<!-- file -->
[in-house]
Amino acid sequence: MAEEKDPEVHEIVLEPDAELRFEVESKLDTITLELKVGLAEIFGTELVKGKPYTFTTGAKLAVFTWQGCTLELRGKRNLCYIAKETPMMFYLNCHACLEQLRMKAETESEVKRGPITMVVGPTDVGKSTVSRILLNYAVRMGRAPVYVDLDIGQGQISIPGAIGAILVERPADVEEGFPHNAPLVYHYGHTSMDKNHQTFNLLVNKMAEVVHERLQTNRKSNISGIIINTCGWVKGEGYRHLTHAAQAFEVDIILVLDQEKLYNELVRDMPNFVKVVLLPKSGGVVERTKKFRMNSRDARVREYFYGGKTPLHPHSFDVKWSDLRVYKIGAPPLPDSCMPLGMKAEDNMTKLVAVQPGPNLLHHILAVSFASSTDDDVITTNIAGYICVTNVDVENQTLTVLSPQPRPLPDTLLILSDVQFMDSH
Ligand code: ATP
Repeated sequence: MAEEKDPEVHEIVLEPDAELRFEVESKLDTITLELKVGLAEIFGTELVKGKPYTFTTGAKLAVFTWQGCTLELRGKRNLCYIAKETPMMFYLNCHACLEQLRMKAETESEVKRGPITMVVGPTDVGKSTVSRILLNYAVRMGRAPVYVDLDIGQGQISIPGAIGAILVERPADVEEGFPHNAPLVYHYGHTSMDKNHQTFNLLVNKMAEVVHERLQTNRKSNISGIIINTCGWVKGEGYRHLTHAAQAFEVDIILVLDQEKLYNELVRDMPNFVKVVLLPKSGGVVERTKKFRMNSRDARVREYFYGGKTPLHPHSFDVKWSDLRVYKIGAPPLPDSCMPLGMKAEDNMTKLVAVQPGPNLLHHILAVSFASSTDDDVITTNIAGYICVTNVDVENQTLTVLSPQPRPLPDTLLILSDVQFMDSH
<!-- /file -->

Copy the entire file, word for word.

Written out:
[in-house]
Amino acid sequence: MAEEKDPEVHEIVLEPDAELRFEVESKLDTITLELKVGLAEIFGTELVKGKPYTFTTGAKLAVFTWQGCTLELRGKRNLCYIAKETPMMFYLNCHACLEQLRMKAETESEVKRGPITMVVGPTDVGKSTVSRILLNYAVRMGRAPVYVDLDIGQGQISIPGAIGAILVERPADVEEGFPHNAPLVYHYGHTSMDKNHQTFNLLVNKMAEVVHERLQTNRKSNISGIIINTCGWVKGEGYRHLTHAAQAFEVDIILVLDQEKLYNELVRDMPNFVKVVLLPKSGGVVERTKKFRMNSRDARVREYFYGGKTPLHPHSFDVKWSDLRVYKIGAPPLPDSCMPLGMKAEDNMTKLVAVQPGPNLLHHILAVSFASSTDDDVITTNIAGYICVTNVDVENQTLTVLSPQPRPLPDTLLILSDVQFMDSH
Ligand code: ATP
Repeated sequence: MAEEKDPEVHEIVLEPDAELRFEVESKLDTITLELKVGLAEIFGTELVKGKPYTFTTGAKLAVFTWQGCTLELRGKRNLCYIAKETPMMFYLNCHACLEQLRMKAETESEVKRGPITMVVGPTDVGKSTVSRILLNYAVRMGRAPVYVDLDIGQGQISIPGAIGAILVERPADVEEGFPHNAPLVYHYGHTSMDKNHQTFNLLVNKMAEVVHERLQTNRKSNISGIIINTCGWVKGEGYRHLTHAAQAFEVDIILVLDQEKLYNELVRDMPNFVKVVLLPKSGGVVERTKKFRMNSRDARVREYFYGGKTPLHPHSFDVKWSDLRVYKIGAPPLPDSCMPLGMKAEDNMTKLVAVQPGPNLLHHILAVSFASSTDDDVITTNIAGYICVTNVDVENQTLTVLSPQPRPLPDTLLILSDVQFMDSH